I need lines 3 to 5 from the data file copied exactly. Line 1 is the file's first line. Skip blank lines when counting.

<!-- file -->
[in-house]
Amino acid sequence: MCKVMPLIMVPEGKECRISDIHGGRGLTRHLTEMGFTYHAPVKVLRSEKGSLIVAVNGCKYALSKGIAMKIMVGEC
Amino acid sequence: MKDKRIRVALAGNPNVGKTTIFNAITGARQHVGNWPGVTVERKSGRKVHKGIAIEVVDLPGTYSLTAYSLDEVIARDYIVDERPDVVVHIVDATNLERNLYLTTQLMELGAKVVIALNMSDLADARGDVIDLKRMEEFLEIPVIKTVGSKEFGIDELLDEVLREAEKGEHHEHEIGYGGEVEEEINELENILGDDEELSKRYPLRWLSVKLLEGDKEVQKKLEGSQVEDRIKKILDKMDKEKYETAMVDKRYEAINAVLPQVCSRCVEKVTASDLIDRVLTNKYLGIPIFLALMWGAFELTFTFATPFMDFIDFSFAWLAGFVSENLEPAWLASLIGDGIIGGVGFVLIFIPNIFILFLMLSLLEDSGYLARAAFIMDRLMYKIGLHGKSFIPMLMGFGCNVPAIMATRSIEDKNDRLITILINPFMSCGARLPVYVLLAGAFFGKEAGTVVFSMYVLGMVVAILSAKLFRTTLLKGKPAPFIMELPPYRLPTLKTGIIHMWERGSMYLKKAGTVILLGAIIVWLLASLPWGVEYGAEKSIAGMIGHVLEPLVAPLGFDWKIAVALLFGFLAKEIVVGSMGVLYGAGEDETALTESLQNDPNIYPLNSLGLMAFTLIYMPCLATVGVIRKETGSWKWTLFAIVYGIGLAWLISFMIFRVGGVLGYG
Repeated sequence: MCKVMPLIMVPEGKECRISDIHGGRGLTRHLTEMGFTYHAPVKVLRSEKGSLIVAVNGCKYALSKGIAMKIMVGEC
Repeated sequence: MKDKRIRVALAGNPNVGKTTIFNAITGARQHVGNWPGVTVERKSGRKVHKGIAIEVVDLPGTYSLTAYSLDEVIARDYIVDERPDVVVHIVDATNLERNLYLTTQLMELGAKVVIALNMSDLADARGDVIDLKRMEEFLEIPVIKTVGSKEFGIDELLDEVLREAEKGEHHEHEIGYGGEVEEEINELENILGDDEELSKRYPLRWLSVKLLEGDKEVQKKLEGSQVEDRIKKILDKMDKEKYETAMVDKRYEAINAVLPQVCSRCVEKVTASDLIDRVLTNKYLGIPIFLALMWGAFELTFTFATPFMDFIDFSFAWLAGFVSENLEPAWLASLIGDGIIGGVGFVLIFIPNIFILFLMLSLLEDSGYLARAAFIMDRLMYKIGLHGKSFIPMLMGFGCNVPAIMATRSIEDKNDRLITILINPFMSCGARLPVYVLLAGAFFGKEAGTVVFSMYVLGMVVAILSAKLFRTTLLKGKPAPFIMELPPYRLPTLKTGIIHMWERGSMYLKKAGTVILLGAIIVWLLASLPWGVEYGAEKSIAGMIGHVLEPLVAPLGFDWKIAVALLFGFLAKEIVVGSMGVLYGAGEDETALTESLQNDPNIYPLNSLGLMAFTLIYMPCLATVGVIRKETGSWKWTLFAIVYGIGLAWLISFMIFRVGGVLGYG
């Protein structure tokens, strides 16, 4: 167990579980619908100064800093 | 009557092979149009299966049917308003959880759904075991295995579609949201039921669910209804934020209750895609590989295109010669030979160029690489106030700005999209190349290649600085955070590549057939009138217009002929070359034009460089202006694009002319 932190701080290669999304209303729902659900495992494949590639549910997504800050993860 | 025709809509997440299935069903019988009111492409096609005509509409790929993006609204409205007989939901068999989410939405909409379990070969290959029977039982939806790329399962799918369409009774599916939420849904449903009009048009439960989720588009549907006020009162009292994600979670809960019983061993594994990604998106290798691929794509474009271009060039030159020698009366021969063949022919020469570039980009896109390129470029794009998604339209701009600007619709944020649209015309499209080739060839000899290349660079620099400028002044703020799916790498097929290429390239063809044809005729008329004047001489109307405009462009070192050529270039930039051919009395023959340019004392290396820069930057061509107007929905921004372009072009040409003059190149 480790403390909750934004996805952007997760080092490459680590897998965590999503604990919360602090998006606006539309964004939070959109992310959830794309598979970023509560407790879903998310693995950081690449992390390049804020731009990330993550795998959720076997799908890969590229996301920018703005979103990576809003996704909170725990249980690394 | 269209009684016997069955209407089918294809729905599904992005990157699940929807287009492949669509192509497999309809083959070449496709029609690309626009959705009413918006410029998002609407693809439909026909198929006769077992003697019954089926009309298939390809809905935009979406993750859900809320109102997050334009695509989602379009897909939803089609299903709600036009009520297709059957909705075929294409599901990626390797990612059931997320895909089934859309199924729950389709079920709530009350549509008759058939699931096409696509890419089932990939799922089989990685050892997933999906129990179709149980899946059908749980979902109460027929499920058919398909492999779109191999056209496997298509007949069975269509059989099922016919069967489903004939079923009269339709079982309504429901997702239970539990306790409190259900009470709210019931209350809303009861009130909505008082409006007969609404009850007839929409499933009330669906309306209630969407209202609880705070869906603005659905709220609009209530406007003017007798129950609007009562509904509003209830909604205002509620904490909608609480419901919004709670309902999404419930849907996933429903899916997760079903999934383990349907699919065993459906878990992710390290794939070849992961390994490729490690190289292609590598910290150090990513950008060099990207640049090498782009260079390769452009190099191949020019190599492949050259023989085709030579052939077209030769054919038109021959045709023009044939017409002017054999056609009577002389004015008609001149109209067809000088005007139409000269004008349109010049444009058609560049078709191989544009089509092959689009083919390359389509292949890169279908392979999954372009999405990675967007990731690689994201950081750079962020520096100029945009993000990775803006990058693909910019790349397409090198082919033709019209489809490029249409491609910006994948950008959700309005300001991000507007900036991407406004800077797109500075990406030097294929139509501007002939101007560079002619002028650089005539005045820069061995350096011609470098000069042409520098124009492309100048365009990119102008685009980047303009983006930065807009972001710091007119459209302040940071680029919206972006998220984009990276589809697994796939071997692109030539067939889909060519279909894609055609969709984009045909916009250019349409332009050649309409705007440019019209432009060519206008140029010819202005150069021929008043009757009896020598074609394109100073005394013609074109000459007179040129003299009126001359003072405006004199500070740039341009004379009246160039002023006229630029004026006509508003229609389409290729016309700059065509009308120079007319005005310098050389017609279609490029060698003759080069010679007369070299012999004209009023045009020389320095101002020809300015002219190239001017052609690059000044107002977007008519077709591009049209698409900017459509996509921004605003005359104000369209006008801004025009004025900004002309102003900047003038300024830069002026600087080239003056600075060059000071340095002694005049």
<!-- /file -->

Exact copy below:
Amino acid sequence: MKDKRIRVALAGNPNVGKTTIFNAITGARQHVGNWPGVTVERKSGRKVHKGIAIEVVDLPGTYSLTAYSLDEVIARDYIVDERPDVVVHIVDATNLERNLYLTTQLMELGAKVVIALNMSDLADARGDVIDLKRMEEFLEIPVIKTVGSKEFGIDELLDEVLREAEKGEHHEHEIGYGGEVEEEINELENILGDDEELSKRYPLRWLSVKLLEGDKEVQKKLEGSQVEDRIKKILDKMDKEKYETAMVDKRYEAINAVLPQVCSRCVEKVTASDLIDRVLTNKYLGIPIFLALMWGAFELTFTFATPFMDFIDFSFAWLAGFVSENLEPAWLASLIGDGIIGGVGFVLIFIPNIFILFLMLSLLEDSGYLARAAFIMDRLMYKIGLHGKSFIPMLMGFGCNVPAIMATRSIEDKNDRLITILINPFMSCGARLPVYVLLAGAFFGKEAGTVVFSMYVLGMVVAILSAKLFRTTLLKGKPAPFIMELPPYRLPTLKTGIIHMWERGSMYLKKAGTVILLGAIIVWLLASLPWGVEYGAEKSIAGMIGHVLEPLVAPLGFDWKIAVALLFGFLAKEIVVGSMGVLYGAGEDETALTESLQNDPNIYPLNSLGLMAFTLIYMPCLATVGVIRKETGSWKWTLFAIVYGIGLAWLISFMIFRVGGVLGYG
Repeated sequence: MCKVMPLIMVPEGKECRISDIHGGRGLTRHLTEMGFTYHAPVKVLRSEKGSLIVAVNGCKYALSKGIAMKIMVGEC
Repeated sequence: MKDKRIRVALAGNPNVGKTTIFNAITGARQHVGNWPGVTVERKSGRKVHKGIAIEVVDLPGTYSLTAYSLDEVIARDYIVDERPDVVVHIVDATNLERNLYLTTQLMELGAKVVIALNMSDLADARGDVIDLKRMEEFLEIPVIKTVGSKEFGIDELLDEVLREAEKGEHHEHEIGYGGEVEEEINELENILGDDEELSKRYPLRWLSVKLLEGDKEVQKKLEGSQVEDRIKKILDKMDKEKYETAMVDKRYEAINAVLPQVCSRCVEKVTASDLIDRVLTNKYLGIPIFLALMWGAFELTFTFATPFMDFIDFSFAWLAGFVSENLEPAWLASLIGDGIIGGVGFVLIFIPNIFILFLMLSLLEDSGYLARAAFIMDRLMYKIGLHGKSFIPMLMGFGCNVPAIMATRSIEDKNDRLITILINPFMSCGARLPVYVLLAGAFFGKEAGTVVFSMYVLGMVVAILSAKLFRTTLLKGKPAPFIMELPPYRLPTLKTGIIHMWERGSMYLKKAGTVILLGAIIVWLLASLPWGVEYGAEKSIAGMIGHVLEPLVAPLGFDWKIAVALLFGFLAKEIVVGSMGVLYGAGEDETALTESLQNDPNIYPLNSLGLMAFTLIYMPCLATVGVIRKETGSWKWTLFAIVYGIGLAWLISFMIFRVGGVLGYG